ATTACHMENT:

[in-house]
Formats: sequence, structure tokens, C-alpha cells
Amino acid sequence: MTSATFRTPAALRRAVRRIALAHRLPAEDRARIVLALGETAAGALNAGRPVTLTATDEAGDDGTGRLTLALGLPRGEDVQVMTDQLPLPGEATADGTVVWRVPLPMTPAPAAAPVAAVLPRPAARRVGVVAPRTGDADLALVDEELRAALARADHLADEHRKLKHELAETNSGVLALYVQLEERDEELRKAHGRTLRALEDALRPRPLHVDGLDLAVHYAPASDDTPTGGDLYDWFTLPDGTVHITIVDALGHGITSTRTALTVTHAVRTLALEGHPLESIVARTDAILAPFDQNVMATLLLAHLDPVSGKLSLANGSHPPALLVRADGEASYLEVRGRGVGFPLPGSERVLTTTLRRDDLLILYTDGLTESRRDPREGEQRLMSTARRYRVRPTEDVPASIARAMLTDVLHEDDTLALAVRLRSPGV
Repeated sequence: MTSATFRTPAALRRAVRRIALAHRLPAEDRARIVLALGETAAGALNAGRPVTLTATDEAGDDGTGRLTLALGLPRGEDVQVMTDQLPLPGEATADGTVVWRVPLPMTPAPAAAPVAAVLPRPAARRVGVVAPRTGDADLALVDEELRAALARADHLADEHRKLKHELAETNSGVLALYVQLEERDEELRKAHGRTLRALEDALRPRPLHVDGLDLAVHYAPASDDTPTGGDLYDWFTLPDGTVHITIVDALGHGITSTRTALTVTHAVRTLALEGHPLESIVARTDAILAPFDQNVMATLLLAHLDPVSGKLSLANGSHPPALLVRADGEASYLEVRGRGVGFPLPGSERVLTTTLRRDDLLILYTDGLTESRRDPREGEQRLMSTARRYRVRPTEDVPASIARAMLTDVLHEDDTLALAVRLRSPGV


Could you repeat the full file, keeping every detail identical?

[in-house]
Formats: sequence, structure tokens, C-alpha cells
Amino acid sequence: MTSATFRTPAALRRAVRRIALAHRLPAEDRARIVLALGETAAGALNAGRPVTLTATDEAGDDGTGRLTLALGLPRGEDVQVMTDQLPLPGEATADGTVVWRVPLPMTPAPAAAPVAAVLPRPAARRVGVVAPRTGDADLALVDEELRAALARADHLADEHRKLKHELAETNSGVLALYVQLEERDEELRKAHGRTLRALEDALRPRPLHVDGLDLAVHYAPASDDTPTGGDLYDWFTLPDGTVHITIVDALGHGITSTRTALTVTHAVRTLALEGHPLESIVARTDAILAPFDQNVMATLLLAHLDPVSGKLSLANGSHPPALLVRADGEASYLEVRGRGVGFPLPGSERVLTTTLRRDDLLILYTDGLTESRRDPREGEQRLMSTARRYRVRPTEDVPASIARAMLTDVLHEDDTLALAVRLRSPGV
Repeated sequence: MTSATFRTPAALRRAVRRIALAHRLPAEDRARIVLALGETAAGALNAGRPVTLTATDEAGDDGTGRLTLALGLPRGEDVQVMTDQLPLPGEATADGTVVWRVPLPMTPAPAAAPVAAVLPRPAARRVGVVAPRTGDADLALVDEELRAALARADHLADEHRKLKHELAETNSGVLALYVQLEERDEELRKAHGRTLRALEDALRPRPLHVDGLDLAVHYAPASDDTPTGGDLYDWFTLPDGTVHITIVDALGHGITSTRTALTVTHAVRTLALEGHPLESIVARTDAILAPFDQNVMATLLLAHLDPVSGKLSLANGSHPPALLVRADGEASYLEVRGRGVGFPLPGSERVLTTTLRRDDLLILYTDGLTESRRDPREGEQRLMSTARRYRVRPTEDVPASIARAMLTDVLHEDDTLALAVRLRSPGV